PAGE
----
Jack gets bigger

November. Dennis, London. £3; 308pp. Ed: Michael Hodges
The handbag format failed to work for James Brown's Jack, unlike Glamour (though the latter had £5m to spend on launch promotion, £2m of which went on special display units). So Brown lost control of his company to Dennis and Jack was relaunched in a larger, sub-A4, format (176mm wide by 255mm – 8mm wider and 29mm taller). Magazine mounted on card and sealed in a plastic blister with a set of similarly sized 'art' postcards on a 'women as warriors' theme. Whether Dennis's investment and experience (it also publishes Maxim, the world's biggest selling men's title) will enable the magazine to grow beyond niche sale of 30-40,000 a month as a men's magazine remains to be seen.
Men's magazines A-Z


Spectator's 175th anniversary special

October. The Spectator/Daily Telegraph, London. £4.95; 132pp. Ed: Martin Vander Weyer
The chance for the right-wing political/arts weekly to earn some extra cash by revelling in its past and reprinting its famous writers, from Kim Philby and Anthony Blunt to Greene, Fleming and Waugh, and Tony Blair and Nancy Mitford.


Be Unlimited

October. Mobius Strip Ventures, Richmond, Surrey. £3.95; 76pp. Ed: Rebekah Renton
A hefty price tag for a thin women's magazine, even if it does promise 'Brain food for women'. The coverlines shout: 'A new magazine with intelligent to inspire and motivate you.' It's a formula that many magazines have tackled, but no-one has cracked. A Mobius strip used at part of the masthead – it's a strip of paper with only one side that fascinates mathematicians. (Take a strip of paper, twist it once and stick the ends together, then trace a side with a pen)


Cosmopolitan – new size trial

October. National Magazines, London. £2.50; 342pp. Ed: Lorraine Candy
After 18 months of verbal spats, Natmags finally responds to Conde Nast's 'handbag format' Glamour by launching similar-sized Cosmo alongside the usual size in the South-East commuter belt. Marketed as a 'handy travel size'. Cosmo Girl! uses same format. On September 30, the daily newspaper The Independent put out a tabloid version alongside its traditional broadsheet format. Cosmopolitan website

Zembla first issue cover
Zembla first issue cover with Tilda Swinton


September. Zembla, London. £3.25; 124pp. Ed: Dan Crowe; design: Vince Frost
High production values and celebrity names mark this international literary magazine. Writers include actress Tilda Swinton (most recently seen in Young Adam with Ewan McGregor); photographs by Henri Cartier-Bresson; advertising from fashion houses Paul Smith and Gucci; and illustrations by shoe designer Manolo Blahnik. 'Fun with words' is the strapline, although some of the design makes reading them not such fun.

Vince Frost later described the importance of the St Bride printing library for reseaching the magazine's design: 'It's a jolt to the senses, a trip back to the time when the craft of design was done by hand and the skills developed through years of apprenticeship. The quality and pride with which these books are produced makes me feel inadequate.' (no longer valid)

Heat magazine; launch; 6 Feb 99; EMAP
Heat takes to the airwaves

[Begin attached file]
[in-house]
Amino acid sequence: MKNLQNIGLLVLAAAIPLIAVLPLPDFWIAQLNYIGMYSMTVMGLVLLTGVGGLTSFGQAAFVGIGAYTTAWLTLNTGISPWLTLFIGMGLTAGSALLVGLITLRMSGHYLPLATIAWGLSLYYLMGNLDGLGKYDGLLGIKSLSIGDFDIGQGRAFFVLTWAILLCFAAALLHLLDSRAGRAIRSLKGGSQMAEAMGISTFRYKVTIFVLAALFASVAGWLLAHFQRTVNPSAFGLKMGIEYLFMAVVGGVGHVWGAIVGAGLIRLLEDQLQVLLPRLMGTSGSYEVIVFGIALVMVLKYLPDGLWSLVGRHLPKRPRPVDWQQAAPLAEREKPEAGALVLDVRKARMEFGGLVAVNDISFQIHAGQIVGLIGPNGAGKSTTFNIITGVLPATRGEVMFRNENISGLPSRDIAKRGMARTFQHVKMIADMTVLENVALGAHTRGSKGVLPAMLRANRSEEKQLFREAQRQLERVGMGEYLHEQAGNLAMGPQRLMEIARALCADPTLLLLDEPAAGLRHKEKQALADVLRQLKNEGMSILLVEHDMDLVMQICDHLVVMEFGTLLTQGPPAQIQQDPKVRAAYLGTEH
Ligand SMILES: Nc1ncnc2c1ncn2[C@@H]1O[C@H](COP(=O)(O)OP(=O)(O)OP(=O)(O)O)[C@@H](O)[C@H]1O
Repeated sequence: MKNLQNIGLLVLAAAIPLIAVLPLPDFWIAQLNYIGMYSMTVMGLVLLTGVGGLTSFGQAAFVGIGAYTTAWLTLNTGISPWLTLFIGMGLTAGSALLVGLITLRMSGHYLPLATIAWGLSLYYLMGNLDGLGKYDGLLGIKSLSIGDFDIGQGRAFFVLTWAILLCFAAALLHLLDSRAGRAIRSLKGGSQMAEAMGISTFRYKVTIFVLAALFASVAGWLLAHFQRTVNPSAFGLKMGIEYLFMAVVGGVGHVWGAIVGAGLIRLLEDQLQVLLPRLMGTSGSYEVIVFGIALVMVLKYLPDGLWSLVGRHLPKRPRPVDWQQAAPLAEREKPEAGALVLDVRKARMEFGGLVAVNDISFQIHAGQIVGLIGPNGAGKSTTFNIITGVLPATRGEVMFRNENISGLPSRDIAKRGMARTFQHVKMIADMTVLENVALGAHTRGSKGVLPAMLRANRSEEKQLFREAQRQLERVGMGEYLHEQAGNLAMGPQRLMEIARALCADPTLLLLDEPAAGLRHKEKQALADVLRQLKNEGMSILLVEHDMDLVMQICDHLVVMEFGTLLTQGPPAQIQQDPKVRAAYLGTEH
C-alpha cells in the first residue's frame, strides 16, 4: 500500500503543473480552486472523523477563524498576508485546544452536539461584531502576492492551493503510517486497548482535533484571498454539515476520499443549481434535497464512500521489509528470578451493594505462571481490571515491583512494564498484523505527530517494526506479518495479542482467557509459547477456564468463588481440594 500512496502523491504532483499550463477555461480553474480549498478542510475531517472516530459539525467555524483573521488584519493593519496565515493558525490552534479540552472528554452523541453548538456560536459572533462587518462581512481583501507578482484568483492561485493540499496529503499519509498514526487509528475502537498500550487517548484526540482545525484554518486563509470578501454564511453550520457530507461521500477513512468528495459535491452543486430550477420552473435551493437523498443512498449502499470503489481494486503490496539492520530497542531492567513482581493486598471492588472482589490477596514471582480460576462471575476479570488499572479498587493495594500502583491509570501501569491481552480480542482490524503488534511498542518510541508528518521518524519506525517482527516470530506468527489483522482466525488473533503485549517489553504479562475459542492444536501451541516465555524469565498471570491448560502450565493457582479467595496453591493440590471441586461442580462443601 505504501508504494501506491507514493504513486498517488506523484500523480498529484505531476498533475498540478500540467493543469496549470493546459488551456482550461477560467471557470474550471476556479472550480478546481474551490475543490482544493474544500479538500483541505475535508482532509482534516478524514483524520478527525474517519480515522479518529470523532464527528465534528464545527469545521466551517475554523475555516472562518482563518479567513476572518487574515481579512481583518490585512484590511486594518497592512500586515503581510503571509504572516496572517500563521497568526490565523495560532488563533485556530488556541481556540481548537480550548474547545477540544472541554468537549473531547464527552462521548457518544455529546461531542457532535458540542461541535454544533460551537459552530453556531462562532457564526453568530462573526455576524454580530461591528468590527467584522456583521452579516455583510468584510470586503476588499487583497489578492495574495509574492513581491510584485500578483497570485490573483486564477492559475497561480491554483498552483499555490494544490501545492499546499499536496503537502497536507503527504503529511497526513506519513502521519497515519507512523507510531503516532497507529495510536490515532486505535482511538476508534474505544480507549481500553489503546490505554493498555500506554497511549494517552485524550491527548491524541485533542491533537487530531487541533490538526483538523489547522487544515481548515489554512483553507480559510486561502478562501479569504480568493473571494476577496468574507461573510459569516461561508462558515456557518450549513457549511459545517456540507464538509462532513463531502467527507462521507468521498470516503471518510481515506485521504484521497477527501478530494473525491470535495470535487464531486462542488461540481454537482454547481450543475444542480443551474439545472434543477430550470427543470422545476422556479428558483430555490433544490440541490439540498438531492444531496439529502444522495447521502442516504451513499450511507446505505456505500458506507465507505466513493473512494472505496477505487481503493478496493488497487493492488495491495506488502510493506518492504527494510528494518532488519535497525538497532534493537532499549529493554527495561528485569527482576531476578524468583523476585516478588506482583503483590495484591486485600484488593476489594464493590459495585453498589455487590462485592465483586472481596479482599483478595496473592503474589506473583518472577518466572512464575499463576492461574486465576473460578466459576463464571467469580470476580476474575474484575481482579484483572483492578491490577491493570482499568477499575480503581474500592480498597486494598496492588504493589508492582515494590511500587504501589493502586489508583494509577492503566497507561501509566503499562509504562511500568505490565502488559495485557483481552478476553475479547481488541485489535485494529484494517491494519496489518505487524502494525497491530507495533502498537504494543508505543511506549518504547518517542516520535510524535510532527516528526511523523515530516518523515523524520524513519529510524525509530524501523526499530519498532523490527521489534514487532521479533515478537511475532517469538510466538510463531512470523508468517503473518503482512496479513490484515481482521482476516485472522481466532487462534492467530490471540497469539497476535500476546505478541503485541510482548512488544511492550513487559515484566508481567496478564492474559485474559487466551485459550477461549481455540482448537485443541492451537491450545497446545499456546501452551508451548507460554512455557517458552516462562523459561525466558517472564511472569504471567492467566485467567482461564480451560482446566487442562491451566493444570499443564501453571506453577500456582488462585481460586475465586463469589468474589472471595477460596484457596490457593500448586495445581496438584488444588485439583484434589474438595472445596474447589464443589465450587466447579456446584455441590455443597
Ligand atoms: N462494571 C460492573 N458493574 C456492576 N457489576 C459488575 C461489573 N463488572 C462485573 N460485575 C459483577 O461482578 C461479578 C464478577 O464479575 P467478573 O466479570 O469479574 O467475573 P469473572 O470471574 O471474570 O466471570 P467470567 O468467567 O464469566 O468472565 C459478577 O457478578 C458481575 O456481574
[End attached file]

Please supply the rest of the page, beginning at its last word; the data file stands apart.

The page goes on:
Heat – radio station

30 September. Emap launches its irreverent celebrity weekly Heat as a digital station on the Freeview platform, which is only available on televisions. Four magazines already make up the seven Emap stations on Freeview – Kerrang!, Mojo, Q and Smash Hits


The Total TV Guide

20 September. H Bauer, London. 45p (85p); 108pp. Ed: Lori Miles
The week before Radio Times celebrated its 80th birthday, Bauer launched its second listings magazine. Five spreads devoted to each day: main five terrestrial channels; drama and entertainment; factual & lifestyle; films; children & sport. Bauer's third listings mag: TV Quick and TV Choice being aimed at the low-end market. 


New Musical Express – switch to magazine format

20 September, IPC, London. £1.80; 80pp inc double cover. Ed: Conor McNicholas
Declining fortunes for IPC's two weekly tabloid music titles had seen Melody Maker close in 2000 after going to an A4 mag format. Although NME re-took the top-selling weekly slot back from Kerrang! this year with 72,000 copies, it had fallen from 120,000 since 1996. This relaunch for NME saw tabloid width kept but height reduced. Double cover on thick paper helped it stand up on news agents' shelves. With CD of tracks chosen by US group The Strokes. Band list included in contents page.
NME profile


Observer Music Monthly

21 September 03, Observer newspaper, London. Free supplement; 68pp. Ed: Caspar Llewellyn Smith
Third in magazine strategy from the Sunday newspaper, after Food and Sport monthlies. Features included cover interview with Britpop band Blur, David Bowie with comedian Ricky Gervais' and 'dope smoking pygmies'. Editorial stated: 'a magazine reflecting such diversity with style and authority is long overdue'. Cover line 'With a bang' appeared to be a dig at Future title Bang.

Connect autumn 2003 launch cover   


Autumn 2003. Future/ £1.80; 100pp. Ed: Lynda Burgess.
Both magazine and website ( since closed

Striker 3D football cartoon strip
Striker – first issue of the 3D computer-generated comic strip featuring Warbury Warriors
Striker in 2004featuring Donnamite
Striker in 2004 featuring 'Donnamite'


28 August. Striker 3D Ltd, Tonbridge, Kent. £1; 32pp. Ed: "Eric"
Computer generated football comic strips. Based on a strip that had appeared in the Sun newspaper since 1985. Company launched by Pete Nash, who drew the strip. Claimed to be the "first weekly comic for 25 years".

A cross between Roy of the Rovers and Footballers' Wives.